By Ethan Percival
It has been fifty years since Apollo 17 left the moon’s surface, and for fifty years no one has walked on the moon since . However, on November 15, 2022, NASA made history once more. On that day, NASA’s Artemis I Spacecraft finally took flight from the Kennedy Space Center, lifting off with a specular fireball and marking the beginning of NASA’s new moon program. Following the Orion Spacecraft’s 25 day journey, which took it around the moon twice, on December 11th, the Orion crew capsule splashed down off the coast of California. With the Orion spacecraft safely recovered, the mission has been deemed a success.
But after all these decades, why is NASA returning to the moon now? And why was this mission unmanned?
First and foremost, the main goals of the Artemis program are to establish a permanent moon base. This includes searching for lunar ice on the dark side of the moon so that future astronauts will be able to use it for air, gas propellants, and drinking water, as well as landing the habitation modules of the lunar surface. The construction of a moon base will allow NASA to use the moon as a jumping off point for humanity’s journey to Mars.
However, these are the main goals of the future of the Artemis Program (mainly Artemis 3 and onward). For Artemis 1, the mission is a test flight of sorts, to ensure all systems aboard the Orion spacecraft are fully operational and most importantly that the heat shield can withstand the craft’s reentry into Earth’s atmosphere.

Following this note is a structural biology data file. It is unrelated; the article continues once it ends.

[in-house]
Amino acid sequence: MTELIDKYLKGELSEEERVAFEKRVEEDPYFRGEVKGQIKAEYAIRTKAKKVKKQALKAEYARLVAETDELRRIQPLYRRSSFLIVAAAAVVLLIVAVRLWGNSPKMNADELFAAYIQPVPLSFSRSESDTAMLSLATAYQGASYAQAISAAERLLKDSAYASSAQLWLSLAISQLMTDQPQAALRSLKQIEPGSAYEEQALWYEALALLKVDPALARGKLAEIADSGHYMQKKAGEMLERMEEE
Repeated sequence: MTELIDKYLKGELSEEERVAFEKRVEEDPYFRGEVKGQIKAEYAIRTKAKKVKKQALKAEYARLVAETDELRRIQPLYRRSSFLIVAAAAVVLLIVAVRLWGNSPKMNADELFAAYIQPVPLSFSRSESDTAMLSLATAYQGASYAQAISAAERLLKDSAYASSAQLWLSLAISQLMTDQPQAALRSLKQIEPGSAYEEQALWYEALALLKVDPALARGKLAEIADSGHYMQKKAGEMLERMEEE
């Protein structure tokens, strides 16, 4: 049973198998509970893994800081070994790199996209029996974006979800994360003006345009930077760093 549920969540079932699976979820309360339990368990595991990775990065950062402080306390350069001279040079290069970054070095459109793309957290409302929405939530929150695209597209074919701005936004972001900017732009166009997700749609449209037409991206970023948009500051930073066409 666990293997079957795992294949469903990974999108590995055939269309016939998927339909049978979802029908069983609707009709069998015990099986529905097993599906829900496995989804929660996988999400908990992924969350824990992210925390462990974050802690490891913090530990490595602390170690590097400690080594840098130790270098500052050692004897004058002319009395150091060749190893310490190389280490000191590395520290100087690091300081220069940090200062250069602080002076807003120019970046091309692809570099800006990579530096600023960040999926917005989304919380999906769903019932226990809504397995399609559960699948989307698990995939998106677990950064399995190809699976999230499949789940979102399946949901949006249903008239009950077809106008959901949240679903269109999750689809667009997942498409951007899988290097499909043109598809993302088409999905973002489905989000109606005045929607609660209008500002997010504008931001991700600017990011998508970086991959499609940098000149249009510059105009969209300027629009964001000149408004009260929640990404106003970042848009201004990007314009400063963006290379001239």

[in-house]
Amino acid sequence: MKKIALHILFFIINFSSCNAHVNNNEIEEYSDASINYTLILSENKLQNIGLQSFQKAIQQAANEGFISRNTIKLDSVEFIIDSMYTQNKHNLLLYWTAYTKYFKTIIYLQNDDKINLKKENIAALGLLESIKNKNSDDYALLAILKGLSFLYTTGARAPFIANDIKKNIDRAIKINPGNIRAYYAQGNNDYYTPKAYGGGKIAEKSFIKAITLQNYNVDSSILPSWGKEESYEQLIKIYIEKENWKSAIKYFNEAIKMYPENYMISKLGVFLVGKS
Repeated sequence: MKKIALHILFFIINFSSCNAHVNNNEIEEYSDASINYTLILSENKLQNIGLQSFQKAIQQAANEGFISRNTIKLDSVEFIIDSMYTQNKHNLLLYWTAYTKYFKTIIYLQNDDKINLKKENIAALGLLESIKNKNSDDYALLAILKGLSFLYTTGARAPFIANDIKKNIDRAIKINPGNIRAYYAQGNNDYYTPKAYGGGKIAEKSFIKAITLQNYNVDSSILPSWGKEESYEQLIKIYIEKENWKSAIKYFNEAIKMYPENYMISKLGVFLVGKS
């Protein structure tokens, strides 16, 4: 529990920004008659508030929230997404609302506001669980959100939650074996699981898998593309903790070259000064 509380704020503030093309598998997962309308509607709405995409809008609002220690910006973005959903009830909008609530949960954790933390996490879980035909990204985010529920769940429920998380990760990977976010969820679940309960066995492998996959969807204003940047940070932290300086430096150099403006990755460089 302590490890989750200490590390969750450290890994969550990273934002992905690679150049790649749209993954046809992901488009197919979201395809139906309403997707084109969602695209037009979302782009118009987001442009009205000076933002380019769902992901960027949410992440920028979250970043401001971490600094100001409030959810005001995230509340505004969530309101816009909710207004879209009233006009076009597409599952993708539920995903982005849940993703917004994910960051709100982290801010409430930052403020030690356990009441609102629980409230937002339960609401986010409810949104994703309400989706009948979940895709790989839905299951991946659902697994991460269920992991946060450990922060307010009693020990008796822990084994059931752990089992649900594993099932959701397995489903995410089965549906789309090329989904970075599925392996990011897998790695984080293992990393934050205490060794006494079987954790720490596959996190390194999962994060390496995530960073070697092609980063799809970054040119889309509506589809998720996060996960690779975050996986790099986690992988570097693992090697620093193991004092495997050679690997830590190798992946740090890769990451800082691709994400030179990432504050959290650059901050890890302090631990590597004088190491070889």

Additionally, ten CubeSats (small probes/satellites) were carried within the stage adapter above the rocket’s second stage, each with a district purpose. The BioSentinel CubeSat will analyze the effects deep space radiation has on yeast to help us understand the possible health threats these rays may pose to humans. The Lunar Polar Hydrogen Mapper will search for lunar ice inside permanently shadowed craters. Another CubeSat, the OMOTENASHI, was even designed to land on the lunar surface to demonstrate the effectiveness of low cost technology, but ultimately failed to function properly (ironic).
Ultimately, the first Artemis mission ushers in an exciting new age of space exploration as the Artemis Program will finally allow us to return to the moon and prepare for the journey beyond, the journey to Mars.